Re: Res: [tied] swallow vs. nighingale

From: stlatos
Message: 50395
Date: 2007-10-21

--- In, "tonsls" <ton.sales@...> wrote:
> --- In, "stlatos" <stlatos@> wrote:
> >
> > But doesn't the form galondrina also exist? It seems that
> > *arondrina existed in Iberia first, with met. in Portuguese but
> > dissim. r>l, then contamination with gallina 'hen' in Spanish, then
> > (in most dia.?) assim. a-o > o-o.
> >
> >> It's possible that er > ar was an intermediate stage of er > r in
> > those environments where e>0 would occur, but was sometimes
> > preserved when met. or analogy occurred (or maybe it was just
> > sporadic).
> >
> What you say is probably true (though the details of the process will
> remain unprovable, I suspect).

> (I even doubt the possible contamination with
> gallina that you point out --too dissimilar birds, I think, to
> interfere-- unlike the larks and swallows.)

Folk etymology can operate between words with no relation to each
other at all; two birds with -al-ina seem ripe for
cross-contamination, no matter what kinds they are.

> > *passero+ > pajaro (if *ssr wasn't allowed at the time,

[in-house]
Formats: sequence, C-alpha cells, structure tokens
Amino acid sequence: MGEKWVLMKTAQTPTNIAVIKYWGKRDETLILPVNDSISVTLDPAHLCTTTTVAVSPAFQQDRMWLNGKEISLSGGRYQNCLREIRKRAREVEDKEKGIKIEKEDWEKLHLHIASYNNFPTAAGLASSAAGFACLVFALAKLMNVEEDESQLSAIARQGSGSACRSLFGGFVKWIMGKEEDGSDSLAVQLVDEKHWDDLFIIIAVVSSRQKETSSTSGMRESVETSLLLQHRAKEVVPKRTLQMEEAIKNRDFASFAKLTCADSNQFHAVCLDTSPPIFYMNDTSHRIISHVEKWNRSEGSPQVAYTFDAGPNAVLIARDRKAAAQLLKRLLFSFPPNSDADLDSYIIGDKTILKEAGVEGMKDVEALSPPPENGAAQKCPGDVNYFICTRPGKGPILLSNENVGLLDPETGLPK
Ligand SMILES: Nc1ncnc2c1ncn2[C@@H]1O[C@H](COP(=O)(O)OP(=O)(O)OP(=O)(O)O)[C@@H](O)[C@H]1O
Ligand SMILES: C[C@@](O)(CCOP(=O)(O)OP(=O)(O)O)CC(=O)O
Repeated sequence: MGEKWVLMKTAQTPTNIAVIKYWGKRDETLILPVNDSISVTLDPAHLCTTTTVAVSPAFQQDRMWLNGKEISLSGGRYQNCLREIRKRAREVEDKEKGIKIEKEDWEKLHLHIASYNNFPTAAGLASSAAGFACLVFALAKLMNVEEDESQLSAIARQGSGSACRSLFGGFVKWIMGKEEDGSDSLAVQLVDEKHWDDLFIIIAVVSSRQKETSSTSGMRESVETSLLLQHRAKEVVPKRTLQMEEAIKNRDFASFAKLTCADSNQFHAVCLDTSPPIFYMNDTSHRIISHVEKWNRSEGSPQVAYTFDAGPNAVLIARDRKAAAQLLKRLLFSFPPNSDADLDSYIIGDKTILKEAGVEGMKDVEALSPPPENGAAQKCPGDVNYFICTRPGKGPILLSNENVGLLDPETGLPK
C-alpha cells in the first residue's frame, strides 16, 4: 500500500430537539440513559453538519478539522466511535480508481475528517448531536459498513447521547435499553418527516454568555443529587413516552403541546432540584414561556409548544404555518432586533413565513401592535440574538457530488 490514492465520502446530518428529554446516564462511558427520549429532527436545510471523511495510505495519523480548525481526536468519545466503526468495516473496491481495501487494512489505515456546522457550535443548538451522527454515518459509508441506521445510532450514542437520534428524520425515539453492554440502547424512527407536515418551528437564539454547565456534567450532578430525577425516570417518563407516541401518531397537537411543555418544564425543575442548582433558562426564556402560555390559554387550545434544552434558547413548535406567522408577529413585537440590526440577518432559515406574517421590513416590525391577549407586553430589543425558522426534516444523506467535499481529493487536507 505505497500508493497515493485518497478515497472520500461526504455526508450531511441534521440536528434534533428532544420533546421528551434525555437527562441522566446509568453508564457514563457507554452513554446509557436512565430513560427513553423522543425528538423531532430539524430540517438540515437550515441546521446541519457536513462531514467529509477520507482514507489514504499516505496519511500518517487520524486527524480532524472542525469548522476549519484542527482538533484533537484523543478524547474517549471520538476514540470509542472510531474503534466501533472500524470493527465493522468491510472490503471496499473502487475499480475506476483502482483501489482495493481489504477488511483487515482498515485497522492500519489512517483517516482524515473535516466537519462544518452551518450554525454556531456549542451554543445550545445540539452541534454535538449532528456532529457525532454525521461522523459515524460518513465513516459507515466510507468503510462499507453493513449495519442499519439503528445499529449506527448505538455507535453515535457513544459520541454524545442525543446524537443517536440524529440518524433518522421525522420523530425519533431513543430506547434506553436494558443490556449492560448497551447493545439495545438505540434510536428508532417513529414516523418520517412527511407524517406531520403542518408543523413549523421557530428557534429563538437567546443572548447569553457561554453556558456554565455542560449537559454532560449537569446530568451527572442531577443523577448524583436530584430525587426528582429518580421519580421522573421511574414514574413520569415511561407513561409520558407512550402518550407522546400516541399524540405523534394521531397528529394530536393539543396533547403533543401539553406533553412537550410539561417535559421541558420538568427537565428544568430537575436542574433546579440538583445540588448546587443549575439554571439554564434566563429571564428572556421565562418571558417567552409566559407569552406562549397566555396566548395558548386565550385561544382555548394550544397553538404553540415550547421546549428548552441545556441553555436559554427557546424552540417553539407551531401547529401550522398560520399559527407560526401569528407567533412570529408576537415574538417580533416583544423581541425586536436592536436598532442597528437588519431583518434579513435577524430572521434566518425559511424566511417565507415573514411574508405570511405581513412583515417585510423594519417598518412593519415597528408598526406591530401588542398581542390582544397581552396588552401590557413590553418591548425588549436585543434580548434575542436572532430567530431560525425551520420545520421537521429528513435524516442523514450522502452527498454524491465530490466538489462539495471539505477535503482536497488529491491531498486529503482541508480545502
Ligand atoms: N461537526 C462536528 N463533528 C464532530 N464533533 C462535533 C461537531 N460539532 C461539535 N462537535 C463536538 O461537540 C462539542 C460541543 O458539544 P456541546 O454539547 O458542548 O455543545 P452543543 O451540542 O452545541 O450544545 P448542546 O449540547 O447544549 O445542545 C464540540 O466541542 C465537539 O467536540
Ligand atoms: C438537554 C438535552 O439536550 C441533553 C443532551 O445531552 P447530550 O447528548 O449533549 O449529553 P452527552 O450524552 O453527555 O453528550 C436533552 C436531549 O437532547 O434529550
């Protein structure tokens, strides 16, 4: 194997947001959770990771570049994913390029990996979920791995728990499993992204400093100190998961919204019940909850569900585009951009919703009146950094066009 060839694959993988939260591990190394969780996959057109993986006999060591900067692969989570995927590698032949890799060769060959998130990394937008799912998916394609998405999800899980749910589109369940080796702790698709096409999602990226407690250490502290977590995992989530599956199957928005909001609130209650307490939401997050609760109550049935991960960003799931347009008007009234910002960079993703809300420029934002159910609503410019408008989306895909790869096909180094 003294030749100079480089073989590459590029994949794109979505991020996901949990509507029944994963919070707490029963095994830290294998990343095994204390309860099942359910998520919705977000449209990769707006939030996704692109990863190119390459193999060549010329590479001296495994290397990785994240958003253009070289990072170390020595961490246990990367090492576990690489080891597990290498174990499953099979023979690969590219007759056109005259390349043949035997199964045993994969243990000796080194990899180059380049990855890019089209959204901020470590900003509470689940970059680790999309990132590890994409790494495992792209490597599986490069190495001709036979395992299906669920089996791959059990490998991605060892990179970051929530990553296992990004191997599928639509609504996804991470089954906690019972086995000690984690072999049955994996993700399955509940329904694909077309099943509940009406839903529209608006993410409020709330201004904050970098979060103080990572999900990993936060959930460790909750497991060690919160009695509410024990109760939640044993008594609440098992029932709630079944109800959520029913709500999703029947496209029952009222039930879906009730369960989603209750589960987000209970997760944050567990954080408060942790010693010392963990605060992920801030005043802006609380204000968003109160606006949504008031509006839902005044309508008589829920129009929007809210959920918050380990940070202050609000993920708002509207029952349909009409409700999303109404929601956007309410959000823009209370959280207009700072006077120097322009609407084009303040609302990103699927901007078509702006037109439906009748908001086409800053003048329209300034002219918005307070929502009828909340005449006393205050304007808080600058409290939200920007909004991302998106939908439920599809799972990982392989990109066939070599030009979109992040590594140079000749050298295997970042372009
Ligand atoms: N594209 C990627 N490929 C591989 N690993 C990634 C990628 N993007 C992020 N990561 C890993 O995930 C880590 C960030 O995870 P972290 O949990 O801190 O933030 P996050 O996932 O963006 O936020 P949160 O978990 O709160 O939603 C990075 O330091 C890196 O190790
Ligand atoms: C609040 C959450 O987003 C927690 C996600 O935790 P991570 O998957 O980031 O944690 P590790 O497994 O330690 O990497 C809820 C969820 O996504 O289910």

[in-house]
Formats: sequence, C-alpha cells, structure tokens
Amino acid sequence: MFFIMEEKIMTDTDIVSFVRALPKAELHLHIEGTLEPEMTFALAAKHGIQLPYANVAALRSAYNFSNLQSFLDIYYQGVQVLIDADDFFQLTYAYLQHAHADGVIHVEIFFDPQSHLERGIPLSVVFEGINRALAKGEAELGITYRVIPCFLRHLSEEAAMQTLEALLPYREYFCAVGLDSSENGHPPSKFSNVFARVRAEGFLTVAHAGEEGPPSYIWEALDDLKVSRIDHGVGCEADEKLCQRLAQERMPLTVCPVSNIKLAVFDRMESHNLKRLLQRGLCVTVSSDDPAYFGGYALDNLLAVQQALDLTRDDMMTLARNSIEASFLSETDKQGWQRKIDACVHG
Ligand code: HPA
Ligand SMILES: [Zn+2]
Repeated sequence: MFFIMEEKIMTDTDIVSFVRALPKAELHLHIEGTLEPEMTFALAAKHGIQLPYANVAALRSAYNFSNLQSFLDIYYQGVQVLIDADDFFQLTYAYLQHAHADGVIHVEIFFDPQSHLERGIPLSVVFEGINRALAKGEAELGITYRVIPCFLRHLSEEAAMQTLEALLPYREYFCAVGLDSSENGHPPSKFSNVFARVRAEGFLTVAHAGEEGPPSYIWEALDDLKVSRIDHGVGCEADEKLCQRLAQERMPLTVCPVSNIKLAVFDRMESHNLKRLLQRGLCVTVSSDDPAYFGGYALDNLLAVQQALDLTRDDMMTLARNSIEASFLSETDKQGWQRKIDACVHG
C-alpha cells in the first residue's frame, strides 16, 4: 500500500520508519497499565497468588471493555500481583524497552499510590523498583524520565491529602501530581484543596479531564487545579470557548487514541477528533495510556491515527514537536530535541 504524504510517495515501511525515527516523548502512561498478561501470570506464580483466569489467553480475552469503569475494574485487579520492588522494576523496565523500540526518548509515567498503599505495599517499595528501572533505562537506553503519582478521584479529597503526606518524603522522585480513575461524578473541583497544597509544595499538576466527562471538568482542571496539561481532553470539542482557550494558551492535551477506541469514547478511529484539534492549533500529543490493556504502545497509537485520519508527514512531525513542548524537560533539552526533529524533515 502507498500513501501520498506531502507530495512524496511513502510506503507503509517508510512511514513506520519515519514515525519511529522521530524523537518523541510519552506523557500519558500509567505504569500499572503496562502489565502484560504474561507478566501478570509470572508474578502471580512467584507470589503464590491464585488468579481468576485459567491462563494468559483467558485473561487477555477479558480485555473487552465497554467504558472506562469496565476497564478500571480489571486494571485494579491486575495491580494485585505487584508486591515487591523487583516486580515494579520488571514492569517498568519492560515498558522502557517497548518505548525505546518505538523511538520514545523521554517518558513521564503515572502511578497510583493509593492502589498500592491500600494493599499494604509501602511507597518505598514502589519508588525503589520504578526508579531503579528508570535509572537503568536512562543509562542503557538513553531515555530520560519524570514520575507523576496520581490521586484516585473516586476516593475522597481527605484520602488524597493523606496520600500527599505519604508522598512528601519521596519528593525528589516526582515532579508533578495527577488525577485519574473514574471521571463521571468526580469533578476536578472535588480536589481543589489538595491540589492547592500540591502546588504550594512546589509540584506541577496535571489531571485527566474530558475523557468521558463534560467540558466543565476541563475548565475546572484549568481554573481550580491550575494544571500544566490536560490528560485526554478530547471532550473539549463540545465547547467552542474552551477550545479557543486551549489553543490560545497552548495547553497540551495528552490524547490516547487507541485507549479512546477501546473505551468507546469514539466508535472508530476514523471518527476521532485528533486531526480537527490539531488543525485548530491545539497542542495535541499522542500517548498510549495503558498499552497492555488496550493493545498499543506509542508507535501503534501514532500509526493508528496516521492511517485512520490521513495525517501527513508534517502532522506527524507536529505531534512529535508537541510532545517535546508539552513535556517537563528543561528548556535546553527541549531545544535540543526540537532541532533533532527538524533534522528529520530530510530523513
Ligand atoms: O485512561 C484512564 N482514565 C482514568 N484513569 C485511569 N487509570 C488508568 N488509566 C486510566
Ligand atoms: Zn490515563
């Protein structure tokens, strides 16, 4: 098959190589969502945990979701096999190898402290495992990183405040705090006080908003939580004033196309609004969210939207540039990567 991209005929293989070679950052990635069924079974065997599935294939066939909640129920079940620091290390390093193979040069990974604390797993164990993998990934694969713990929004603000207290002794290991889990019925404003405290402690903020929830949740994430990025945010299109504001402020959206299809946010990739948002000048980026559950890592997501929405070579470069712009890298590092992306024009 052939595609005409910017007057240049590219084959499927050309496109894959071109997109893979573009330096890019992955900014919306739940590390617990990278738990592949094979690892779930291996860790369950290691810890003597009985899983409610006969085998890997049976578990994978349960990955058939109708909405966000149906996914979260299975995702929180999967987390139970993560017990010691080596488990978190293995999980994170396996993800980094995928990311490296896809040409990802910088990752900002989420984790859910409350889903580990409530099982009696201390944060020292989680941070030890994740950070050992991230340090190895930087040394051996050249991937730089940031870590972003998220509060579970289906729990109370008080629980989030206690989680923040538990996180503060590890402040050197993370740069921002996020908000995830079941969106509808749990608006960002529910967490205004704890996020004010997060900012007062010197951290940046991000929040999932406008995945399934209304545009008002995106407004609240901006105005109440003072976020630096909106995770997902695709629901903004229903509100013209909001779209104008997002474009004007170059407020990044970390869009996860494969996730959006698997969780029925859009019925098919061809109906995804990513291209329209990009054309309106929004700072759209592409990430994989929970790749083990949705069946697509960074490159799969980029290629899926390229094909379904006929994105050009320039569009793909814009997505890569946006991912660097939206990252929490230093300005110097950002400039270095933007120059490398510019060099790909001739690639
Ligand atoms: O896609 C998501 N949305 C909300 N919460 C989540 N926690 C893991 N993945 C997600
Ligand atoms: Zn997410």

> > so e>0 couldn't occur).
> >
> For that, I think the usual explanation (i.e. that Spanish tends to
> make an -a- out of the penultimate vowel in first-syllable stress
> trisyllabic words such as relámpago or ciénaga, in application of the
> "law of typical word-finals") is more natural than looking for some
> phonetic rationalization (which, I'm sorry to confess, reminds me in
> this case of Procust's bed).

The reasons for my support of a specific sound change include:

cicer(e+) ... passer(e+)
cicero+ ..... passero+
kYikYero+ ... passero+
tsitsero+ ... passero+
tsitsYaro+ .. pasYsYaro+
tsYitsYaro+ . pasYsYaro+
ts^its^aro+ . pas^s^aro+
ts^its^aro+ . pas^aro+

chícharo .... pájaro

That is, it seems the change e>a transfered the feature +front to a
preceding fricative or affricate, which became alveopalatal if not
touching another C.